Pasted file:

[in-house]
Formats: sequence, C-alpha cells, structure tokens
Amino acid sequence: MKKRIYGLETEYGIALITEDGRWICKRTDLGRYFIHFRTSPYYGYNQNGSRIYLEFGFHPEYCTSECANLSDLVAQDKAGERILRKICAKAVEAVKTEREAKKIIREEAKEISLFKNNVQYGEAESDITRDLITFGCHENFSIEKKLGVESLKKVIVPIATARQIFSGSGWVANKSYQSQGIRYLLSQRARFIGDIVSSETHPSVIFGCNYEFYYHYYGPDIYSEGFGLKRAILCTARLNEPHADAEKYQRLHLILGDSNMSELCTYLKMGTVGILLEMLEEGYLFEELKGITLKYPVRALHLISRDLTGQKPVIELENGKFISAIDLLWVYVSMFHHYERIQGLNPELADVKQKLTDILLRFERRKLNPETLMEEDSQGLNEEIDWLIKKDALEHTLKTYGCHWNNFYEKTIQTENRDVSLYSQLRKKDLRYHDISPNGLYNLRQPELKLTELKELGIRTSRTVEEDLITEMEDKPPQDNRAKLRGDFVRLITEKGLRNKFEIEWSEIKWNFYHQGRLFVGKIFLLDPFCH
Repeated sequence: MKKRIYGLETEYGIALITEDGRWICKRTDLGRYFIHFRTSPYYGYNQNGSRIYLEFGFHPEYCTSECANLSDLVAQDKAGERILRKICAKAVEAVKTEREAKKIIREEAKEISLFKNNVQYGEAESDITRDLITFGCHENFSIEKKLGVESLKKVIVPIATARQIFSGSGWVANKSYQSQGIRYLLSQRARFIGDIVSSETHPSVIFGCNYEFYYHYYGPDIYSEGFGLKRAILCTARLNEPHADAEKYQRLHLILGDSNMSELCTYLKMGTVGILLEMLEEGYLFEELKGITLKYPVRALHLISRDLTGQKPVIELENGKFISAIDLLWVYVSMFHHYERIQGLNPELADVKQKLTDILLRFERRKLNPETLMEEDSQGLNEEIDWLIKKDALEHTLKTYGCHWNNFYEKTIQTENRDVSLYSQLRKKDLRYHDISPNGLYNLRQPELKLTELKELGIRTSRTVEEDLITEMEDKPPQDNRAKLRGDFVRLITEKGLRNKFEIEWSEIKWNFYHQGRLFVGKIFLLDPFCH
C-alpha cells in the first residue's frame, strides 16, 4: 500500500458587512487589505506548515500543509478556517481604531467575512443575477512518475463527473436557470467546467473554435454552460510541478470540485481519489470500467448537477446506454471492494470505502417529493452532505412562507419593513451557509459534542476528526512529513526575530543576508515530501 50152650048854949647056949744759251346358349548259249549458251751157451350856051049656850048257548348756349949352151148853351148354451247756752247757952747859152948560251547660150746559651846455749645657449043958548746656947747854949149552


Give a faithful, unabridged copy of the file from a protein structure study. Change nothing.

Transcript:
[in-house]
Formats: sequence, C-alpha cells, structure tokens
Amino acid sequence: MKKRIYGLETEYGIALITEDGRWICKRTDLGRYFIHFRTSPYYGYNQNGSRIYLEFGFHPEYCTSECANLSDLVAQDKAGERILRKICAKAVEAVKTEREAKKIIREEAKEISLFKNNVQYGEAESDITRDLITFGCHENFSIEKKLGVESLKKVIVPIATARQIFSGSGWVANKSYQSQGIRYLLSQRARFIGDIVSSETHPSVIFGCNYEFYYHYYGPDIYSEGFGLKRAILCTARLNEPHADAEKYQRLHLILGDSNMSELCTYLKMGTVGILLEMLEEGYLFEELKGITLKYPVRALHLISRDLTGQKPVIELENGKFISAIDLLWVYVSMFHHYERIQGLNPELADVKQKLTDILLRFERRKLNPETLMEEDSQGLNEEIDWLIKKDALEHTLKTYGCHWNNFYEKTIQTENRDVSLYSQLRKKDLRYHDISPNGLYNLRQPELKLTELKELGIRTSRTVEEDLITEMEDKPPQDNRAKLRGDFVRLITEKGLRNKFEIEWSEIKWNFYHQGRLFVGKIFLLDPFCH
Repeated sequence: MKKRIYGLETEYGIALITEDGRWICKRTDLGRYFIHFRTSPYYGYNQNGSRIYLEFGFHPEYCTSECANLSDLVAQDKAGERILRKICAKAVEAVKTEREAKKIIREEAKEISLFKNNVQYGEAESDITRDLITFGCHENFSIEKKLGVESLKKVIVPIATARQIFSGSGWVANKSYQSQGIRYLLSQRARFIGDIVSSETHPSVIFGCNYEFYYHYYGPDIYSEGFGLKRAILCTARLNEPHADAEKYQRLHLILGDSNMSELCTYLKMGTVGILLEMLEEGYLFEELKGITLKYPVRALHLISRDLTGQKPVIELENGKFISAIDLLWVYVSMFHHYERIQGLNPELADVKQKLTDILLRFERRKLNPETLMEEDSQGLNEEIDWLIKKDALEHTLKTYGCHWNNFYEKTIQTENRDVSLYSQLRKKDLRYHDISPNGLYNLRQPELKLTELKELGIRTSRTVEEDLITEMEDKPPQDNRAKLRGDFVRLITEKGLRNKFEIEWSEIKWNFYHQGRLFVGKIFLLDPFCH
C-alpha cells in the first residue's frame, strides 16, 4: 500500500458587512487589505506548515500543509478556517481604531467575512443575477512518475463527473436557470467546467473554435454552460510541478470540485481519489470500467448537477446506454471492494470505502417529493452532505412562507419593513451557509459534542476528526512529513526575530543576508515530501 50152650048854949647056949744759251346358349548259249549458251751157451350856051049656850048257548348756349949352151148853351148354451247756752247757952747859152948560251547660150746559651846455749645657449043958548746656947747854949149552